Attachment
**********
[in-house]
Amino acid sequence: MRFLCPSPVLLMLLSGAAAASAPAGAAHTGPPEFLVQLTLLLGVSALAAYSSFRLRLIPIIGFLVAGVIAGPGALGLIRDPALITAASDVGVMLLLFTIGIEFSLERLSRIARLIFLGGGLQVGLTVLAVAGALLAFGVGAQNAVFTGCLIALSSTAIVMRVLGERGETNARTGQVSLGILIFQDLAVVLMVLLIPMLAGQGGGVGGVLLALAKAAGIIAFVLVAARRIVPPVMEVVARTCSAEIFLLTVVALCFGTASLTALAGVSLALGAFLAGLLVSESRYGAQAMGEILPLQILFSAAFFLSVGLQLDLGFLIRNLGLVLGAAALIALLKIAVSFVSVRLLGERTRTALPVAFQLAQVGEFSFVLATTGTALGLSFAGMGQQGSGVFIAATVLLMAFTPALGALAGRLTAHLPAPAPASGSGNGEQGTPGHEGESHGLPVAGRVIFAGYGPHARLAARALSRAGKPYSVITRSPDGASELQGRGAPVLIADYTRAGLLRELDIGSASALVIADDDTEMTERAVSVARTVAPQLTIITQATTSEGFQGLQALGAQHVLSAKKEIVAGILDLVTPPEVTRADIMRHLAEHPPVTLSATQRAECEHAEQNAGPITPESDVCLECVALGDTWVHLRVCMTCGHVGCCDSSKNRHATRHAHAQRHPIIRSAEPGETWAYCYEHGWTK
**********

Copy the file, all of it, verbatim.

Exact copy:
[in-house]
Amino acid sequence: MRFLCPSPVLLMLLSGAAAASAPAGAAHTGPPEFLVQLTLLLGVSALAAYSSFRLRLIPIIGFLVAGVIAGPGALGLIRDPALITAASDVGVMLLLFTIGIEFSLERLSRIARLIFLGGGLQVGLTVLAVAGALLAFGVGAQNAVFTGCLIALSSTAIVMRVLGERGETNARTGQVSLGILIFQDLAVVLMVLLIPMLAGQGGGVGGVLLALAKAAGIIAFVLVAARRIVPPVMEVVARTCSAEIFLLTVVALCFGTASLTALAGVSLALGAFLAGLLVSESRYGAQAMGEILPLQILFSAAFFLSVGLQLDLGFLIRNLGLVLGAAALIALLKIAVSFVSVRLLGERTRTALPVAFQLAQVGEFSFVLATTGTALGLSFAGMGQQGSGVFIAATVLLMAFTPALGALAGRLTAHLPAPAPASGSGNGEQGTPGHEGESHGLPVAGRVIFAGYGPHARLAARALSRAGKPYSVITRSPDGASELQGRGAPVLIADYTRAGLLRELDIGSASALVIADDDTEMTERAVSVARTVAPQLTIITQATTSEGFQGLQALGAQHVLSAKKEIVAGILDLVTPPEVTRADIMRHLAEHPPVTLSATQRAECEHAEQNAGPITPESDVCLECVALGDTWVHLRVCMTCGHVGCCDSSKNRHATRHAHAQRHPIIRSAEPGETWAYCYEHGWTK